Paperblog A Brie Grows in Brooklyn

A Brie Grows in Brooklyn

"Mabel's not crazy... she's unusual."

I’m about to buy Lana Del Rey’s album, which came out yesterday, mostly to spite the media, which is telling me I shouldn’t do it.
A few weeks ago, I bought the EP, and I listen to it every day. I don’t know if it’s because I have terrible taste in music, or because, by admitting that I do, I’m impervious the endless, unerring critical noise about how awful she is. But I like it, and I like her, and I’m not ashamed to admit it.
I’ve been waiting to read something, ANYTHING different about Lana besides the whining and half-assed critical dissections into feminist theory. And then, Sasha Frere Jones, whom I generally find to be a condescending bastard, wrote a really interesting piece about her in this week’s New Yorker.
He makes two points that I sum up exactly my thoughts about her two most contentious points—her performances and her “authenticity.”
1. Del Rey is not likely to be good onstage, but this puts her in the company of about fifty per cent of recording artists.YES! One time, I actually saw Fiona Apple perform at a New Yorker festival talk with Sasha Frere Jones himself, and it was so awkward that I carved ‘I hate people’ in my right forearm with my fingernails. And another time, I saw Cat Power perform (she is the absolute worst example), and it was so uncomfortable that I peed in my own pants for relief. At least Lana Del Rey can make it through a song, even if that song is off-pitch and emotionally flat.
2. The debates that surround authenticity have no relationship to popular music as it’s been practiced for more than a century. Artists write material, alone or with assistance, revise it, and then present a final work created with the help of professionals who are trained for specific and relevant production tasks. This makes popular music similar to film, television, visual art, books, dance, and related areas like food and fashion.
Then he goes on to say, Lana Del Rey does not deserve your furor, because she’s exceedingly forgettable, or something more eloquent than that. Which is exactly what I said when I made Lana my Icon of The Week a few weeks back.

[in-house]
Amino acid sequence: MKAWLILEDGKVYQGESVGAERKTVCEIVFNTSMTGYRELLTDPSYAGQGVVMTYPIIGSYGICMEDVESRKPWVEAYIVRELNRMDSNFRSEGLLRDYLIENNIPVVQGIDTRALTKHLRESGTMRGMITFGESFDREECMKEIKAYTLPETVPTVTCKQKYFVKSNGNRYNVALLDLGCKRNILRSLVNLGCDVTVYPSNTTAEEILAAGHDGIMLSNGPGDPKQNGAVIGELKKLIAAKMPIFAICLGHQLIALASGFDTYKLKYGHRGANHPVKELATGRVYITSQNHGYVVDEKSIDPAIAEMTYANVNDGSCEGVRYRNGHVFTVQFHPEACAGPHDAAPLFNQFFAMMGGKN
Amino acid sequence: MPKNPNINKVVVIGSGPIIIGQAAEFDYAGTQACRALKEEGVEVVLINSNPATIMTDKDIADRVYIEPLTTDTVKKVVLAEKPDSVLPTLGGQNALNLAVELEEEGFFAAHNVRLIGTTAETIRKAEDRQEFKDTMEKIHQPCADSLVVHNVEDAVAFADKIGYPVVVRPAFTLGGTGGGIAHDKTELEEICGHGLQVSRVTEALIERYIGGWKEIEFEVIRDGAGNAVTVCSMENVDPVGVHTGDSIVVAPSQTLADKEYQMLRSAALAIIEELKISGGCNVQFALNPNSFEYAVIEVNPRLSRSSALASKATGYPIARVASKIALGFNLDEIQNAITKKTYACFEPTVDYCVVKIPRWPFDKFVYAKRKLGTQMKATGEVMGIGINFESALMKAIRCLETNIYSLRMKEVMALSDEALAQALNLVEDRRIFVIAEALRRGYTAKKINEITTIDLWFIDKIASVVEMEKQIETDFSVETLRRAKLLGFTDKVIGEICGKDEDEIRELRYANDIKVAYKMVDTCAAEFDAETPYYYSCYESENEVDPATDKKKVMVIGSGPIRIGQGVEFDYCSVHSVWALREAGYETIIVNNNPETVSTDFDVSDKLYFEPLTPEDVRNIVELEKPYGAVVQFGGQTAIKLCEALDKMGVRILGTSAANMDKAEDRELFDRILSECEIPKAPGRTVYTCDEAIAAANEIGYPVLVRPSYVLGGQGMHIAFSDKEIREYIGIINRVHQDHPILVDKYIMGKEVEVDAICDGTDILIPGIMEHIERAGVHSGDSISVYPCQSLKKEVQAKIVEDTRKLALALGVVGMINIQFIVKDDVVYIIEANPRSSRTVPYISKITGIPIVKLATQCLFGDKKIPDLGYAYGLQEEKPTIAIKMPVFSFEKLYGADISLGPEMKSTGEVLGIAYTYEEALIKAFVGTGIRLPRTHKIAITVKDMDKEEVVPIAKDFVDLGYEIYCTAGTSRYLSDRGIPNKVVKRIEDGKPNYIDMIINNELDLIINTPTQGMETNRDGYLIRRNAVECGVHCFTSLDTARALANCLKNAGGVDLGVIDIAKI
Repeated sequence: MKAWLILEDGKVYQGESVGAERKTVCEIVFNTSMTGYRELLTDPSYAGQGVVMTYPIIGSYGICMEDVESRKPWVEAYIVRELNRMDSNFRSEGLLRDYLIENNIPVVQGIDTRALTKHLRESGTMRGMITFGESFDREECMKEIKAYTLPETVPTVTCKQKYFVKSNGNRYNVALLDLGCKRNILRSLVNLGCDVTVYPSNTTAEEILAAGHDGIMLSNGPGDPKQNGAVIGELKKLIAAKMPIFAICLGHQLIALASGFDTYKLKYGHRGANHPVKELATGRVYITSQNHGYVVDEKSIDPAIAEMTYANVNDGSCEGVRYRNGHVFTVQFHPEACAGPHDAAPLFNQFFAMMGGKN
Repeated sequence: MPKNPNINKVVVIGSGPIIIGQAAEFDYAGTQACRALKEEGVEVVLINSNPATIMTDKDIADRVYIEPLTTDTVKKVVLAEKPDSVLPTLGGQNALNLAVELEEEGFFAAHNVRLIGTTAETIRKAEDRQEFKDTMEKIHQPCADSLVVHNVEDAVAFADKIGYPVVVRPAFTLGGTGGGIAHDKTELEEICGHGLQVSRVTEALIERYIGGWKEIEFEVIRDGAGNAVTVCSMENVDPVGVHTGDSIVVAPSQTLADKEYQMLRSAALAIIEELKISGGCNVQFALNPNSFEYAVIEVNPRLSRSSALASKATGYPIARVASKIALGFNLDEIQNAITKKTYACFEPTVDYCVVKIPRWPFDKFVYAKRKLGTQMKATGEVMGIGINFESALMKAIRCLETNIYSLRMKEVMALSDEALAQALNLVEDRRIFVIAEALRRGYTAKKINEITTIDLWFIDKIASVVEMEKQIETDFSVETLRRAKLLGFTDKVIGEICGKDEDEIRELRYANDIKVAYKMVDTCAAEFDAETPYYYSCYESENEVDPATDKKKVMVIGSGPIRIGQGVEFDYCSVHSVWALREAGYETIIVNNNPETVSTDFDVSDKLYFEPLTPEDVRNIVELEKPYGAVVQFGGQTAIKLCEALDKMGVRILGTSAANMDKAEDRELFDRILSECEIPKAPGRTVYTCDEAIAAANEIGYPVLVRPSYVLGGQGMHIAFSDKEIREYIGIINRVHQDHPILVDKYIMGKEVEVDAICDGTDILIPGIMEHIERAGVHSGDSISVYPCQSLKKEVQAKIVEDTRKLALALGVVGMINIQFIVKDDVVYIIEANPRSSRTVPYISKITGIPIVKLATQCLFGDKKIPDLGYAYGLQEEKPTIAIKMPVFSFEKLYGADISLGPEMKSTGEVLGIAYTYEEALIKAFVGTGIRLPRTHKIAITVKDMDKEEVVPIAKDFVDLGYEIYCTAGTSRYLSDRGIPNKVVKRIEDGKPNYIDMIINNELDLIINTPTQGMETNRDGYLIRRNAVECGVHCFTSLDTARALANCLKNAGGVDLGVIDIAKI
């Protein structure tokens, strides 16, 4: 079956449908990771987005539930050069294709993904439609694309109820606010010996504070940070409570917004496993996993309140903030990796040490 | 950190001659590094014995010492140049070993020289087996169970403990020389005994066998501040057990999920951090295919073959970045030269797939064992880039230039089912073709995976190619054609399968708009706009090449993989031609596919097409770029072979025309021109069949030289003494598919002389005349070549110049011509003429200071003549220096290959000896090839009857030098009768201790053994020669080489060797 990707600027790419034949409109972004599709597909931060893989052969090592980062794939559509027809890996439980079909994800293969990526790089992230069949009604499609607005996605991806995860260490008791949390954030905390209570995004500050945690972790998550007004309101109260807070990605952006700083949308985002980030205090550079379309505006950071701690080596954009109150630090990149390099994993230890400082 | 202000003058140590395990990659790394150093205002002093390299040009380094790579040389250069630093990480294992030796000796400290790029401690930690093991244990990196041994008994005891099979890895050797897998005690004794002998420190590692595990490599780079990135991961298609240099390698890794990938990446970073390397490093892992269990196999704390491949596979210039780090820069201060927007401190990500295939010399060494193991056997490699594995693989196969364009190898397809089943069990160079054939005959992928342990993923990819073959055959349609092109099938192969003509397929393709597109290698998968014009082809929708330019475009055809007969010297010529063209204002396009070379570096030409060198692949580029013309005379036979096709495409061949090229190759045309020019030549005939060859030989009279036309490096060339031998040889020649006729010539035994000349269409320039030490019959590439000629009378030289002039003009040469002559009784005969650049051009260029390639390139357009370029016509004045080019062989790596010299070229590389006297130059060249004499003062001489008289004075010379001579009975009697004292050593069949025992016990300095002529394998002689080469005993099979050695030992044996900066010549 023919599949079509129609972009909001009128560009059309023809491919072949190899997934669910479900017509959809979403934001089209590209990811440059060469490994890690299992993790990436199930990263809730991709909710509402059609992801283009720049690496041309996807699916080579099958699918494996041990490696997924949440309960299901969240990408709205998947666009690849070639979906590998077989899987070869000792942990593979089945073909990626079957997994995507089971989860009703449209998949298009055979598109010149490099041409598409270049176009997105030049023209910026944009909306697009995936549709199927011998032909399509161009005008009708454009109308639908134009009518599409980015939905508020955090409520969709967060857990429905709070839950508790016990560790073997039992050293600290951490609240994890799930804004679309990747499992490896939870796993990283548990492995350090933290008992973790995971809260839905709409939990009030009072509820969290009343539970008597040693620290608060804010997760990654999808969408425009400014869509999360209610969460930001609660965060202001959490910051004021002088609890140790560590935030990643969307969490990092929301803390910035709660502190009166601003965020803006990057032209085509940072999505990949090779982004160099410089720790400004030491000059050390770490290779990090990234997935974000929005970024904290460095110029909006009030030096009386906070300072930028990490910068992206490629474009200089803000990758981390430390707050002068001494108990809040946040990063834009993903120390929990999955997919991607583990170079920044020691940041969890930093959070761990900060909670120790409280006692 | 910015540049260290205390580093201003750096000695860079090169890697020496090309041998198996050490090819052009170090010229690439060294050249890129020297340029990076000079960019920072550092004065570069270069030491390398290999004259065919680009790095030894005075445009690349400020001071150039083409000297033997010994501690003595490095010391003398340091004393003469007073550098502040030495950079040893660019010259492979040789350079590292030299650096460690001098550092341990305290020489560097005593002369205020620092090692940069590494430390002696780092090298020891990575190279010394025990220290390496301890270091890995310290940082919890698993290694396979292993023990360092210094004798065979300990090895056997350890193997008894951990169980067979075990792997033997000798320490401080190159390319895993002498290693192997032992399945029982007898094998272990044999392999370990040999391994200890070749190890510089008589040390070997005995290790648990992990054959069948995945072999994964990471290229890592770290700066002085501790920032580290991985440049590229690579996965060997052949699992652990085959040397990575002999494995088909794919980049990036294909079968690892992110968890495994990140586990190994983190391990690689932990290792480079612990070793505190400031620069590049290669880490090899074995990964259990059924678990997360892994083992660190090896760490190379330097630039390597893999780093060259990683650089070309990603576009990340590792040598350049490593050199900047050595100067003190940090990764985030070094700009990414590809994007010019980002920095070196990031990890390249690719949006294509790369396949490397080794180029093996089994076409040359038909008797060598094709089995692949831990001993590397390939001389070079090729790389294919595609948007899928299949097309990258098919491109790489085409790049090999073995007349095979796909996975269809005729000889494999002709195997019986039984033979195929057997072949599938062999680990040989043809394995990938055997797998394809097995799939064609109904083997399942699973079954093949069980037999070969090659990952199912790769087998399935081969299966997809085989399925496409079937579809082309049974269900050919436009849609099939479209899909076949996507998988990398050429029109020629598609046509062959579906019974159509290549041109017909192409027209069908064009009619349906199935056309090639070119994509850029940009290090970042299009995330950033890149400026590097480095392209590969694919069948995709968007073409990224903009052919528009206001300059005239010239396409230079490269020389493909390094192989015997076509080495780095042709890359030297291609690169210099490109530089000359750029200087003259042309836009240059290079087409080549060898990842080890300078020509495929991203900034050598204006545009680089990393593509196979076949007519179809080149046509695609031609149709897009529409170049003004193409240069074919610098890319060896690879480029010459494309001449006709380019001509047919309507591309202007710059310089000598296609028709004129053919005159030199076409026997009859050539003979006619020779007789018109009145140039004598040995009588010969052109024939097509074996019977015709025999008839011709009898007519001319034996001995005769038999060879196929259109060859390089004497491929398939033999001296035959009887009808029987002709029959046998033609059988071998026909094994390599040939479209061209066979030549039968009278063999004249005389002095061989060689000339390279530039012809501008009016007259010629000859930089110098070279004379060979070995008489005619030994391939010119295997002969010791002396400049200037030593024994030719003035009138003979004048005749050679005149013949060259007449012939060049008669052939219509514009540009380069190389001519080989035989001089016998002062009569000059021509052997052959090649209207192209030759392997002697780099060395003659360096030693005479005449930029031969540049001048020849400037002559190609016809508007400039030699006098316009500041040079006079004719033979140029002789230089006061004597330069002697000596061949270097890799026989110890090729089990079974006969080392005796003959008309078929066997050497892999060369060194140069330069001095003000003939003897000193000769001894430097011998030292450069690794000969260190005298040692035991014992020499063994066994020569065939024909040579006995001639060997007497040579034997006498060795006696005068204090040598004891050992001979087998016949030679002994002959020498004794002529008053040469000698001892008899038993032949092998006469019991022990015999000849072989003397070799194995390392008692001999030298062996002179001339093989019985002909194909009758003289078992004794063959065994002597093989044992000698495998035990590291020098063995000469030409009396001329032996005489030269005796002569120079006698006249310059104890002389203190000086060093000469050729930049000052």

I’m excited to see what other people have to say. In the meantime, I know both Shark and Back of House are obsessed with it, and I can’t wait to get on my bike again this afternoon to listen to it myself.

I’m about to buy Lana Del Rey’s album, which came out yesterday, mostly to spite the media, which is telling me I shouldn’t do it.

A few weeks ago, I bought the EP, and I listen to it every day. I don’t know if it’s because I have terrible taste in music, or because, by admitting that I do, I’m impervious the endless, unerring critical noise about how awful she is. But I like it, and I like her, and I’m not ashamed to admit it.

I’ve been waiting to read something, ANYTHING different about Lana besides the whining and half-assed critical dissections into feminist theory. And then, Sasha Frere Jones, whom I generally find to be a condescending bastard, wrote a really interesting piece about her in this week’s New Yorker.

He makes two points that I sum up exactly my thoughts about her two most contentious points—her performances and her “authenticity.”

1. Del Rey is not likely to be good onstage, but this puts her in the company of about fifty per cent of recording artists.

YES! One time, I actually saw Fiona Apple perform at a New Yorker festival talk with Sasha Frere Jones himself, and it was so awkward that I carved ‘I hate people’ in my right forearm with my fingernails. And another time, I saw Cat Power perform (she is the absolute worst example), and it was so uncomfortable that I peed in my own pants for relief. At least Lana Del Rey can make it through a song, even if that song is off-pitch and emotionally flat.

2. The debates that surround authenticity have no relationship to popular music as it’s been practiced for more than a century. Artists write material, alone or with assistance, revise it, and then present a final work created with the help of professionals who are trained for specific and relevant production tasks. This makes popular music similar to film, television, visual art, books, dance, and related areas like food and fashion.

Then he goes on to say, Lana Del Rey does not deserve your furor, because she’s exceedingly forgettable, or something more eloquent than that. Which is exactly what I said when I made Lana my Icon of The Week a few weeks back.

I’m excited to see what other people have to say. In the meantime, I know both Shark and Back of House are obsessed with it, and I can’t wait to get on my bike again this afternoon to listen to it myself.

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  1. camilleavery reblogged this from briennewalsh
  2. liketheappliance said: I liked the line about Meryl Streep being fairly convincing in The Iron Lady despite not actually being a prime minister.
  3. briennewalsh posted this